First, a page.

Have a good look at it, then post a picture here in the CCF for a range of independent opinions.

If further investigation is needed, take it to an experienced coin dealer, for personal inspection in hand, or if it could be highly valuable, submit it for slabbing.

Over the years, you should gain a lot of confidence about errors generally, lean for yourself, and share your increasingly valued experience and opinions with others.

That is one of the reasons why CCF exists.
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 Posted 09/12/2021  8:12 pm  Show Profile   Bookmark this reply Add coop to your friends list Get a Link to this Reply
When you consider the striking process, you can see what can/cannot happen during the strike. Like the coin above. Note the outside edge of the coin. When a normal strike happens, the outer size ic controlled by the collar.


Thus the outside edges will flat or have reeds.
Now consider the rim of the coin, the dies and collar create this rounded/flat rim.

The two work together to create this.

Now back to the OP's coin. Is the outside edge rounded? Is the rim present? Both are there, but neither are normal. Both are distorted. So what happened? Knowing our discussion that the should be normal, we have to conclude that they were altered after the strike.


If we held a ball out with our hand and drop it. What happens? It fall straight down. But if you did this with a ping pong ball, it might not fall straight down, because of wind. Same with a coin, after it was struck, something altered the end result.

So cause and affect, created/altered the coin. We understand this more when we know more about the process of creating a coin.

Richard S. Cooper
Some have asked about my images I use and I'm glad to say, you can now you can see the DVD in sections on youtube:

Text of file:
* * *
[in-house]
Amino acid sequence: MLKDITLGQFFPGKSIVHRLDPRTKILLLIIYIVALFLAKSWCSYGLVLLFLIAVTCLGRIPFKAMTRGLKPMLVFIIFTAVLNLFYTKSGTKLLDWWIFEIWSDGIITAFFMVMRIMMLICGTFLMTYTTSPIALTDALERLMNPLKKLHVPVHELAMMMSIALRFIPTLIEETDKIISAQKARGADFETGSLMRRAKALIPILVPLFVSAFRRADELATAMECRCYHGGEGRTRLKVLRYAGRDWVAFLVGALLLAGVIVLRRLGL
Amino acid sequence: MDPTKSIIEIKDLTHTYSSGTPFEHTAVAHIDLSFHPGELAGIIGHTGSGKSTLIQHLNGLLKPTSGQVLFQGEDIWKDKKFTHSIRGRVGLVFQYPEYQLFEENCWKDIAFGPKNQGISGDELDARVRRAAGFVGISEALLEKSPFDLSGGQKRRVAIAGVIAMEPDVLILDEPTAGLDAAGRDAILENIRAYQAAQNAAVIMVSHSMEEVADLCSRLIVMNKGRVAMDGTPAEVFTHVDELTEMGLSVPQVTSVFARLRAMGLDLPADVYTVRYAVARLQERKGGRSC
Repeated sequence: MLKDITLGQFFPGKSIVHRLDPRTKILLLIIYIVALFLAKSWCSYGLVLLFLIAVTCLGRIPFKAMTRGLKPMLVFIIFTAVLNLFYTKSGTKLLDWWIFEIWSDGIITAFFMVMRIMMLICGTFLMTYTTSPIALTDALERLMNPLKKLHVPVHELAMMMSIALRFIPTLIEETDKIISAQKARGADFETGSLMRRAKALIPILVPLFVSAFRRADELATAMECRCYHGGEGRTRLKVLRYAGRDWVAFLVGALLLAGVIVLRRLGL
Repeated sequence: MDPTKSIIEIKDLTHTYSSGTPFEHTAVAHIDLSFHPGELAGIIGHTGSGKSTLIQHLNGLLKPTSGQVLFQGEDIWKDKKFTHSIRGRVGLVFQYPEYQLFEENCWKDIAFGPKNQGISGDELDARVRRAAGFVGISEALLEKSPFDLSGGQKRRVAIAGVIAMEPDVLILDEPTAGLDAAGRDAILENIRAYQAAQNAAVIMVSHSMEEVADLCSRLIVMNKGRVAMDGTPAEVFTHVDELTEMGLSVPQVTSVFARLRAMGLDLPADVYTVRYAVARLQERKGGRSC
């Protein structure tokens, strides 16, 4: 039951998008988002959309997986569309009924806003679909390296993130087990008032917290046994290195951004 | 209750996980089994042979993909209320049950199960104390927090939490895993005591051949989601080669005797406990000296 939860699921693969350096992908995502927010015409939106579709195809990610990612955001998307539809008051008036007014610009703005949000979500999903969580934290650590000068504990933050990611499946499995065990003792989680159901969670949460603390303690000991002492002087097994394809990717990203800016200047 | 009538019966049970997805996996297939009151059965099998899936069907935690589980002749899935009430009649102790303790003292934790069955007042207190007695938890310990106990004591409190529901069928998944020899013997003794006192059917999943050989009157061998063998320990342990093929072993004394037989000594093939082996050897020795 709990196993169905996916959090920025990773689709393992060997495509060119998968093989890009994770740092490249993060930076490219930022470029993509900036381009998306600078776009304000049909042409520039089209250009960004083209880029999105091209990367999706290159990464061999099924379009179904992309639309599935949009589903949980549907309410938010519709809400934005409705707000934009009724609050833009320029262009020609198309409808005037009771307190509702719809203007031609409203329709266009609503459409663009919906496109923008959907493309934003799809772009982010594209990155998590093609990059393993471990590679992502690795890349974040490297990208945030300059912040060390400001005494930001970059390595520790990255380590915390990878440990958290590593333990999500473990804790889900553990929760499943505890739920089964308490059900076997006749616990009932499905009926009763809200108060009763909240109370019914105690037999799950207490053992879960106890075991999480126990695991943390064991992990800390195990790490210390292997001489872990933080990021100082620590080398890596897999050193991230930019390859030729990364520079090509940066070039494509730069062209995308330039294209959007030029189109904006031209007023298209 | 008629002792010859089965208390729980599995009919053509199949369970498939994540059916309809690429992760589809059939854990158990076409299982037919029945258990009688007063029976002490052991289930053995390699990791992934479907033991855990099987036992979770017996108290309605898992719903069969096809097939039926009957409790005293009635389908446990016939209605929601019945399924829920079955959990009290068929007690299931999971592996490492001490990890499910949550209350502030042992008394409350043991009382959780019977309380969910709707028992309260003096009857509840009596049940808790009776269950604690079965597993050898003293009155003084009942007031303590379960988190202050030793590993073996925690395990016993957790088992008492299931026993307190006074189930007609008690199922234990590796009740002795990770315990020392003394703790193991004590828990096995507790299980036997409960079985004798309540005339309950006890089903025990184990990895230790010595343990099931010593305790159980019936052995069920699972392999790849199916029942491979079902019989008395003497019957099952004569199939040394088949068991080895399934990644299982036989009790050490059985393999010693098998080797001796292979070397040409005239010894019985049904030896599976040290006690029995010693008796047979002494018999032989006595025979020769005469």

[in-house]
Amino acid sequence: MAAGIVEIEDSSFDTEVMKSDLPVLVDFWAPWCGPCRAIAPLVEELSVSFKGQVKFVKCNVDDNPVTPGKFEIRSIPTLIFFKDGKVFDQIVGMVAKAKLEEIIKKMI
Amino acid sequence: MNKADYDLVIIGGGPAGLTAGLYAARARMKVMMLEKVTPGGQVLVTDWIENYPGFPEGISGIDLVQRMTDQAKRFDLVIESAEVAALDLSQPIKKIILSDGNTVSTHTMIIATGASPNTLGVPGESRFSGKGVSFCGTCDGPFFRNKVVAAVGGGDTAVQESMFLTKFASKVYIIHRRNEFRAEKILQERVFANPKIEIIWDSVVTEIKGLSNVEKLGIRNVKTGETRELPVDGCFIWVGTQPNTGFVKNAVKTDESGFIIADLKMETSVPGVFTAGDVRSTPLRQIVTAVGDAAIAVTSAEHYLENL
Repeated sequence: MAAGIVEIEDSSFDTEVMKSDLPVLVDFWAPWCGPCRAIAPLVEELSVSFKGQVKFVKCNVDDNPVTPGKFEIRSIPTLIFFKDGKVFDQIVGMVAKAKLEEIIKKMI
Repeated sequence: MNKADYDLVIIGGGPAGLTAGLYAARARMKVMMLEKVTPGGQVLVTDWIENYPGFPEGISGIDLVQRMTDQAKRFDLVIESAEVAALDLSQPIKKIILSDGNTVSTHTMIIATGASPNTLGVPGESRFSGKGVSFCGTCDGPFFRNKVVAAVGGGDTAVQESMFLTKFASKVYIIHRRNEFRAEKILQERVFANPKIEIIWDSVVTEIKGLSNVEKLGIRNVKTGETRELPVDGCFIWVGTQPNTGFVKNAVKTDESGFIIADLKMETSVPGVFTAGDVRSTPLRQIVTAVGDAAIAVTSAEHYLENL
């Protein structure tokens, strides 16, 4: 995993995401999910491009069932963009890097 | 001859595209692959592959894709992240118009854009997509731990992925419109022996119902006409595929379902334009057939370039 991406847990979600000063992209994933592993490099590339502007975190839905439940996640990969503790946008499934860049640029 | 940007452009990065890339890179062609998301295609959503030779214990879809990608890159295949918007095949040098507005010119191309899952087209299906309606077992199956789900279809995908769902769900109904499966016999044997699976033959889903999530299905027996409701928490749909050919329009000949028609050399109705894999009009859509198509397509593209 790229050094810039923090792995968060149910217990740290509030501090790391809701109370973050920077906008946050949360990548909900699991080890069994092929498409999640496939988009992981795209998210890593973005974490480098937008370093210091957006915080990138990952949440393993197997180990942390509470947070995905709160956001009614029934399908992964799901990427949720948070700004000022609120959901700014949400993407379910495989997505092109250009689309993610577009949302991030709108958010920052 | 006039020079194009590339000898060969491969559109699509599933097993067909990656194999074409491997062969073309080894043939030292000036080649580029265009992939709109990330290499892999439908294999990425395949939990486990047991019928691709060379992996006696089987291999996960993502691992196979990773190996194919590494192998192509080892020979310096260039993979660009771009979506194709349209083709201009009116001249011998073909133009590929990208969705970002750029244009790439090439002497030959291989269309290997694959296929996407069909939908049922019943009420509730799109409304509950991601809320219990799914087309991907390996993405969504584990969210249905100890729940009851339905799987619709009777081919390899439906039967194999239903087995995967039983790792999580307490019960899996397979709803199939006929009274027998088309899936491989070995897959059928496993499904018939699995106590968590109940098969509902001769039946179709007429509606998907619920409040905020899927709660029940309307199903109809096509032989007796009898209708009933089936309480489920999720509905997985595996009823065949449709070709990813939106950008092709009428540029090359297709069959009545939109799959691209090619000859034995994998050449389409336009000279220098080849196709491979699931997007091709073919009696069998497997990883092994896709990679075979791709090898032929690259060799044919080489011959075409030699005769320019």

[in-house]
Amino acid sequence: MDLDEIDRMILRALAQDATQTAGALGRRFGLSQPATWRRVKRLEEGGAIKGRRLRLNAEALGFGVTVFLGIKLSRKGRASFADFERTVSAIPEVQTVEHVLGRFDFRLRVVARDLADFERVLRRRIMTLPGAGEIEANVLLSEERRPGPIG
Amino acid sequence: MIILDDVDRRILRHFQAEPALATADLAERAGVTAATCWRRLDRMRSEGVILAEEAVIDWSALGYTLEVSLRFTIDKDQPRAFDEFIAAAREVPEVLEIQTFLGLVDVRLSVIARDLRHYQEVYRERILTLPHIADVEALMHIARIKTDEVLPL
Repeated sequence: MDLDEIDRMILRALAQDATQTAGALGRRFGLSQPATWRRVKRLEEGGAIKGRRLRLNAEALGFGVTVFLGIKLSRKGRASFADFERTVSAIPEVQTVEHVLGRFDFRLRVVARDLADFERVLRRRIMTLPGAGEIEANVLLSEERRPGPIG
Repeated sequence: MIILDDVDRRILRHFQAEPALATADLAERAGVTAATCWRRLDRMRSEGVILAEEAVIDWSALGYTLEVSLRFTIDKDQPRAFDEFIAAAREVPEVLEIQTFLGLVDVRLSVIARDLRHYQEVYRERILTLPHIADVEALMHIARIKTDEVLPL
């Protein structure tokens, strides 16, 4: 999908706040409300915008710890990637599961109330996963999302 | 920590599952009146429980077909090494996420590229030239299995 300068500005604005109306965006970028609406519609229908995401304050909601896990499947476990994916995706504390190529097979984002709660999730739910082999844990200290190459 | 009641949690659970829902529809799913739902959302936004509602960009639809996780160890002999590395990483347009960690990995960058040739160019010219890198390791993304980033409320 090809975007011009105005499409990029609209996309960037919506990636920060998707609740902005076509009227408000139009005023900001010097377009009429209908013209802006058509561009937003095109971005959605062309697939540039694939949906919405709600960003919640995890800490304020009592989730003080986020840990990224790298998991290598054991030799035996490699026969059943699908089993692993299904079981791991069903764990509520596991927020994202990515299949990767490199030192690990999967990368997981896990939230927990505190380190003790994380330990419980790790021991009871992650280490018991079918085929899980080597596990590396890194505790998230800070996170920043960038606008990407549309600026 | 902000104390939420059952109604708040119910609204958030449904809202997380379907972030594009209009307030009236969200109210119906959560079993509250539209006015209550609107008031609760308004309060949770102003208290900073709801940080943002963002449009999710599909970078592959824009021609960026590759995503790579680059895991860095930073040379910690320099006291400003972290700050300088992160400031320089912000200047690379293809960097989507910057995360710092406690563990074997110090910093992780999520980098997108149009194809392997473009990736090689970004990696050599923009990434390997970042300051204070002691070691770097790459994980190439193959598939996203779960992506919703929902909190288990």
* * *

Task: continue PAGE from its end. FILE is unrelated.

1. Intro, older coins, toned coins 2. Doubled dies 3. Die events, One of a kind errors 4. So called errors, Coin information 5. Coin information Types and Varieties, Overlays
Jefferson nickel doubled dies Wexler/Rebar complete listings

trail dies:http://www.traildies.com/
Edited by coop
09/13/2021 2:56 pm
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 Posted 09/13/2021  1:10 pm  Show Profile   Bookmark this reply Add Fonte to your friends list Get a Link to this Reply
Thanks everyone for the responses. This community is great. Cheers!
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 Posted 09/13/2021  2:00 pm  Show Profile   Bookmark this reply Add nick10 to your friends list Get a Link to this Reply
If you can imagine using a hammer, screwdriver, drill, glue, vise, torch, acid, etc. to deface a coin to match one you are wondering about, well, that's probably exactly how someone damaged the coin you are wondering about. Other unusual looking elements on a coin have a chance to be due to a die event or perhaps mint error.
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 Posted 09/13/2021  5:34 pm  Show Profile   Bookmark this reply Add merclover to your friends list Get a Link to this Reply
The best advice is what has already been mentioned. Acquaint yourself with the minting process, and look and digest past pages of this forum here on CCF. There is a ton of useful info to be found here!